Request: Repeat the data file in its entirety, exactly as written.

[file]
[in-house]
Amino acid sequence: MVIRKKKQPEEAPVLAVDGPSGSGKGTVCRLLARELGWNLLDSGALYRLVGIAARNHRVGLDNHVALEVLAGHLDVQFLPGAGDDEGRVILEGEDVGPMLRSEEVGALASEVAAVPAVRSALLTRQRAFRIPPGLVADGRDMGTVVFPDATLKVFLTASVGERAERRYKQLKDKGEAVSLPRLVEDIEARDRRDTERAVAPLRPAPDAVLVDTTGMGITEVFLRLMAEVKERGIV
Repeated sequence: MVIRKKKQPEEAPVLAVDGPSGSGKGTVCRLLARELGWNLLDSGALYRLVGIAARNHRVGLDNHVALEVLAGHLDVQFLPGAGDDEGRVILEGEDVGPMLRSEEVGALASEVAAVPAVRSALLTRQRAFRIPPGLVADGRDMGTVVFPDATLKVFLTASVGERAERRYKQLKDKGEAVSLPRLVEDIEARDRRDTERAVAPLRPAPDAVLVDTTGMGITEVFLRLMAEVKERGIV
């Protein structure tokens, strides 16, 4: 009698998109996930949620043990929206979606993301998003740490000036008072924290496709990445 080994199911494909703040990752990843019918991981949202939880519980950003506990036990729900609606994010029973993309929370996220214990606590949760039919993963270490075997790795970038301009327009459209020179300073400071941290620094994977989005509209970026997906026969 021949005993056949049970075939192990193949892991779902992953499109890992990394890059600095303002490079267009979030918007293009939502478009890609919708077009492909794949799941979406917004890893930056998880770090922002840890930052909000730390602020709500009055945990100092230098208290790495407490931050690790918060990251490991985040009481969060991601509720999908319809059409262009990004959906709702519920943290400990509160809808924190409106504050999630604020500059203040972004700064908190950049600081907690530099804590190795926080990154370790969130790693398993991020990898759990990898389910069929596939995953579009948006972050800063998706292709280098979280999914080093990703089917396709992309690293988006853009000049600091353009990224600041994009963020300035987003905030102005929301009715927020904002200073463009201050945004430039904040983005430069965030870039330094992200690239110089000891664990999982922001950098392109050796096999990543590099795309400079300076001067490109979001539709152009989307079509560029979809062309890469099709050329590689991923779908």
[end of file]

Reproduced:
[in-house]
Amino acid sequence: MVIRKKKQPEEAPVLAVDGPSGSGKGTVCRLLARELGWNLLDSGALYRLVGIAARNHRVGLDNHVALEVLAGHLDVQFLPGAGDDEGRVILEGEDVGPMLRSEEVGALASEVAAVPAVRSALLTRQRAFRIPPGLVADGRDMGTVVFPDATLKVFLTASVGERAERRYKQLKDKGEAVSLPRLVEDIEARDRRDTERAVAPLRPAPDAVLVDTTGMGITEVFLRLMAEVKERGIV
Repeated sequence: MVIRKKKQPEEAPVLAVDGPSGSGKGTVCRLLARELGWNLLDSGALYRLVGIAARNHRVGLDNHVALEVLAGHLDVQFLPGAGDDEGRVILEGEDVGPMLRSEEVGALASEVAAVPAVRSALLTRQRAFRIPPGLVADGRDMGTVVFPDATLKVFLTASVGERAERRYKQLKDKGEAVSLPRLVEDIEARDRRDTERAVAPLRPAPDAVLVDTTGMGITEVFLRLMAEVKERGIV
């Protein structure tokens, strides 16, 4: 009698998109996930949620043990929206979606993301998003740490000036008072924290496709990445 080994199911494909703040990752990843019918991981949202939880519980950003506990036990729900609606994010029973993309929370996220214990606590949760039919993963270490075997790795970038301009327009459209020179300073400071941290620094994977989005509209970026997906026969 021949005993056949049970075939192990193949892991779902992953499109890992990394890059600095303002490079267009979030918007293009939502478009890609919708077009492909794949799941979406917004890893930056998880770090922002840890930052909000730390602020709500009055945990100092230098208290790495407490931050690790918060990251490991985040009481969060991601509720999908319809059409262009990004959906709702519920943290400990509160809808924190409106504050999630604020500059203040972004700064908190950049600081907690530099804590190795926080990154370790969130790693398993991020990898759990990898389910069929596939995953579009948006972050800063998706292709280098979280999914080093990703089917396709992309690293988006853009000049600091353009990224600041994009963020300035987003905030102005929301009715927020904002200073463009201050945004430039904040983005430069965030870039330094992200690239110089000891664990999982922001950098392109050796096999990543590099795309400079300076001067490109979001539709152009989307079509560029979809062309890469099709050329590689991923779908």